SHALLOWATER, Texas — Emma Davis has been a serious softball player since she was eight years old. Now a sophomore pitcher for the Shallowater High School Mustangs, she was quick to draw the attention of college recruiters.

But she says the calls have now stopped after two knee injuries ended her season two years in row. She says a neglect of their home field has caused a dangerous environment in which to play, and one that is responsible for both of her injuries.

“There was a hole in the outfield. I twisted my knee and dislocated it for the third time, so then I had to go get surgery,” Davis said of her first injury last year. She repeated a similar incident on her other knee just last week, after she stepped into another erroneous hole during a pitch. “There was a hole in the mound where it wasn’t being taken care of, so my knee popped out again… I just want my career to go better than it has been going. I just want to play one full season and not get hurt”

Parents and players of the Shallowater softball community are now calling for the school district to improve their field and offer the team more support. They believe the neglectful maintenance has dealt them an uneven playing field in more ways than one.

“Look at that field over there and the rest of the facilities, then look at our softball field,” Emma’s father Larry Davis said, pointing to the boy’s baseball field across the street. “I guess it’s just a matter of priority, where their money goes.”

Shallowater ISD said in a statement to KAMC News that there has been one injury out of nine games the girls’ field has hosted this season.

“Shallowater ISD’s top priority is the safety of our students. We are committed to maintaining high quality facilities in every arena,” the district said. “In 9 games and numerous practices on the softball field this season, we have had only one reported injury. The field is maintained daily prior to any practices or games.”

Mr. Davis is now asking the district to pay his daughters medical bills and commit to more support for the team.

“The last few years this school hasn’t seem to have put the softball program at the same level as all the other sports,” he said. “I got stuck with the bills last year and I don’t want to get stuck with the bills this year… last year, it was ‘we’ve done all we’re obligated to do.’ I’ve been talking more vocal about it this year, and maybe they’ll step up and pay for it.”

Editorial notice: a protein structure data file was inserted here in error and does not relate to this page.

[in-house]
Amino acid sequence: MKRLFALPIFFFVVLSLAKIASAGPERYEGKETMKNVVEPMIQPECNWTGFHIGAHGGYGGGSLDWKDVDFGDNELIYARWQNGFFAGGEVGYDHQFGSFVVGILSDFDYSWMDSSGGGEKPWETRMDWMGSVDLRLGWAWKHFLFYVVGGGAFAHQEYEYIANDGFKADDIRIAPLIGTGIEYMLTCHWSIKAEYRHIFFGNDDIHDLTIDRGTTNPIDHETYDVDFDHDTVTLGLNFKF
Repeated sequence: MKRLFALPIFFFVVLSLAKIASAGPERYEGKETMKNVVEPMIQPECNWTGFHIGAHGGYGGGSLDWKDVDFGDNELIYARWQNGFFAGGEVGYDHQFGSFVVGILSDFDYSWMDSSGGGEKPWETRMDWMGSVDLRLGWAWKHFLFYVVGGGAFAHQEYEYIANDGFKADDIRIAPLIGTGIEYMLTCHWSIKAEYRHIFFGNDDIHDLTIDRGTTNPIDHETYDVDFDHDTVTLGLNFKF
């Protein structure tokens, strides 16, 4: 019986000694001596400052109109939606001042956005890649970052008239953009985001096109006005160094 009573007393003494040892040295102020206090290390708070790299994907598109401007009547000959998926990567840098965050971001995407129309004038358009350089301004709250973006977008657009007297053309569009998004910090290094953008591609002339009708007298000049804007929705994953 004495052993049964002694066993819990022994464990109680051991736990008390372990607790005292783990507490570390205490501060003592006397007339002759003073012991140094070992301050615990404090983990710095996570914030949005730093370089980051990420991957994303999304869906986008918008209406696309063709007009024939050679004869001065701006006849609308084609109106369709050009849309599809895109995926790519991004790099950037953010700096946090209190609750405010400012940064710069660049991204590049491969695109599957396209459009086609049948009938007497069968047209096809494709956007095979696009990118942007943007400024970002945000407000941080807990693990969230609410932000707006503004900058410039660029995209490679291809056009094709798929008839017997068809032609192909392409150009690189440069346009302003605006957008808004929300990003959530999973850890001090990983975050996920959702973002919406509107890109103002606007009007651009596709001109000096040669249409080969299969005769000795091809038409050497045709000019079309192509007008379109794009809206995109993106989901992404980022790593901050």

Meanwhile, the district is preparing to take a $50 million bond proposal to voters in May. The package will dedicate $48.5 million to building improvements and land acquisition, and $1.5 million to renovate the football and track facilities. Some in the softball community believe they should be included in that investment.

“We haven’t really had any donations to this field. It’s just very ‘double standard’ here,” Emma said. “Football is getting a new turf field this summer, and I don’t know if any changes are going to be made to the softball field… I would just like softball to get more recognized at this school so we could have better opportunities.”

Until then, Emma will continue to support her team at every game, wearing a knee brace over her uniform. Her father will continue to support the team alongside her, while acknowledging the issues he sees in the softball community at large.

“This is like a sisterhood and so it’s important for me to be here for them even though I’m hurt and don’t get to play,” she said. “I hope for this team that we progress in the future and we actually have a good season… just pay attention to us.”

“This is a sport too. it’s just as important to these girls as it is the basketball girls or the baseball boys or anybody else… you could say that anywhere in the state of Texas, probably. Girls sports don’t get the recognition of the other sports. It’s no different here. I’d just say it’s probably a little worse here.”

KAMC News contacted the Shallowater softball coach and the athletics director for this story. Our coverage will be updated if we receive a response.